One of the most interesting features introduced to Direct3D in the recent release of DirectX 6 is multiple texturing. Unfortunately, it's also one of the more confusing new features. This article will introduce multiple texture mapping into the context of the traditional pixel pipeline. We will describe the multitexture programming model, provide programming examples, and spend some time addressing the issues involved in robustly taking advantage of multitexturing hardware while maintaining fallback paths for application-level multipass methods. We have also created MulTex, a simulator that interactively illustrates this potentially puzzling new feature of Direct3D. Experimenting with MulTex is a good way to gain some familiarity with the texture blending abstraction. MulTex is available from the Game Developer web site and is definitely useful to have by your side as you read this article. (Mfctex, a similar tool written by Microsoft, ships with the Microsoft DirectX 6 SDK.)
The Traditional Pixel Pipeline
In previous versions of DirectX, the texture mapping phase of the Direct3D pixel pipeline has only involved fetching texels from a single texture. The two gray pipeline segments in Figure 1 are the stages in the traditional pipeline that deal with determining texel color and blending that color with the color of the primitive interpolated from the vertices. These two stages of the pipeline are replaced by the new multitexturing abstraction. The rest of the pipeline remains untouched.
DirectX 6 introduces the concept of a texture operation unit. Each unit may have a single texture associated with it, and up to eight texture operation units can be cascaded together to apply multiple textures to a common primitive. Each texture operation unit has six associated render states, which control the flow of pixels through the unit, as well as additional render states associated with filtering, clamping, and so on. Figure 2 shows two texture operation units cascaded together. We'll limit our discussion here to the dual texture case to keep things simple and because most of the near-term 3D hardware will support only two textures.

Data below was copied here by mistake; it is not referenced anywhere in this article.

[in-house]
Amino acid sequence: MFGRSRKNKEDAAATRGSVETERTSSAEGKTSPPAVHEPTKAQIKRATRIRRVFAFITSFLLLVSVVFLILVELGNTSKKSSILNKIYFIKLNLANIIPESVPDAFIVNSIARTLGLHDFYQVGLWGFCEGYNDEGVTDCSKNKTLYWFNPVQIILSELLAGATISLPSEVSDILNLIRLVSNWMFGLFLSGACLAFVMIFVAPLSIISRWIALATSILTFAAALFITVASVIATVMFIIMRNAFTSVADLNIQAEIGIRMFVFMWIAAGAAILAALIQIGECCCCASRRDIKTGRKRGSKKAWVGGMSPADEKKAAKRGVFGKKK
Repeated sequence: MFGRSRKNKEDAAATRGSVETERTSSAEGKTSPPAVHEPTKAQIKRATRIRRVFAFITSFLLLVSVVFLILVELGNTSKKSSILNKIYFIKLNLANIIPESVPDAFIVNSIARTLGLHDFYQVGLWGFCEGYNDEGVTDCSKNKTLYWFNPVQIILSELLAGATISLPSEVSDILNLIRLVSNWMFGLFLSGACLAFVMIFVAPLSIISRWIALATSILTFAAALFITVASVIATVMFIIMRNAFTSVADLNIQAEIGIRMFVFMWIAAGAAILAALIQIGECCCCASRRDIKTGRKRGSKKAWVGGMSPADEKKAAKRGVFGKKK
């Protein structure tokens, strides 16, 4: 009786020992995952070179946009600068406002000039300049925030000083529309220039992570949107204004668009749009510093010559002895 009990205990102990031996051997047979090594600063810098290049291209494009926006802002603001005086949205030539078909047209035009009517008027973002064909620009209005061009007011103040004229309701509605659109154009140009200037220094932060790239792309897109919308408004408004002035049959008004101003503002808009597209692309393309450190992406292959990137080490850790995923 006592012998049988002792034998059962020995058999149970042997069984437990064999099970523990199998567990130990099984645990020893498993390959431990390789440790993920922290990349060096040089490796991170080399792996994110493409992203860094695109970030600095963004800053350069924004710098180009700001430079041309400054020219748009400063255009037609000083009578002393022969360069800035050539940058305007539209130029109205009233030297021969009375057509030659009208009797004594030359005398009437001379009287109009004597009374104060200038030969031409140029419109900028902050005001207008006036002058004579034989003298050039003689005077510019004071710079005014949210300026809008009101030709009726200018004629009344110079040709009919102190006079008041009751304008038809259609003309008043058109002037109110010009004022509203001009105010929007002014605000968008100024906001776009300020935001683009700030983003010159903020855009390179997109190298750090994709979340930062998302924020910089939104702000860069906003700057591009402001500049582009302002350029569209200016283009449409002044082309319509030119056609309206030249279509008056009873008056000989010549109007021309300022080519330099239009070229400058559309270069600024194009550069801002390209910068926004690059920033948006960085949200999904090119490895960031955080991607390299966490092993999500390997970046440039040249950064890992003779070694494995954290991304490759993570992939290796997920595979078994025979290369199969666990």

Figure 2. This screenshot, taken from the MulTex utility, shows two cascaded texture operation units.
Three of the render states in each texture operation unit are associated with RGB (color), and another three are associated with alpha. For RGB color, the render states D3DTSS_COLORARG1 and D3DTSS_COLORARG2 control arguments, while D3DTSS_COLOROP controls the operation on the arguments. Likewise, D3DTSS_ALPHAARG1 and D3DTSS_ALPHAARG2 control arguments to D3DTSS_ALPHAOP. Essentially, the D3DTSS_COLORx render states control the flow of an RGB vector, while the D3DTSS_ALPHAx render states govern the flow of the scalar alpha through parallel segments of the pixel pipeline, as shown in Figure 2.
Using the argument states, you can direct input, such as interpolated diffuse color or texel color, into the texturing operations. Table 1 shows a complete list.
Table 1. DirectX 6 texturing operations.
|D3DTA_TFACTOR||Take pixel data from API-level factor. This factor is set with RENDERSTATE_TEXTUREFACTOR.|
|D3DTA_DIFFUSE||Use interpolated diffuse color (Gouraud shading).|
|D3DTA_CURRENT||Use color from previous texture operation unit.|
|D3DTA_TEXTURE||Use color from texture associated with this unit.|
Additionally, you can invert the arguments or replicate their alpha channel across the RGB channels. In the API, you can bitwise OR in the constants D3DTA_COMPLEMENT and D3DTA_ALPHAREPLICATE with any of these render states to achieve the desired effect. D3DTA_COMPLEMENT simply inverts each of the color channels, while D3DTA_ALPHAREPLICATE replicates the alpha from the argument across the R, G, and B channels. Naturally, the D3DTA_ALPHAREPLICATE flag isn't meaningful if it's used with D3DTSS_ALPHAARGx. Also, D3DTA_CURRENT doesn't make sense for the 0 texture operation unit because there is no previous texture operation unit.
The operators in each unit can operate on one or both of the corresponding arguments. The operator render states can be set to any of the values in Table 2.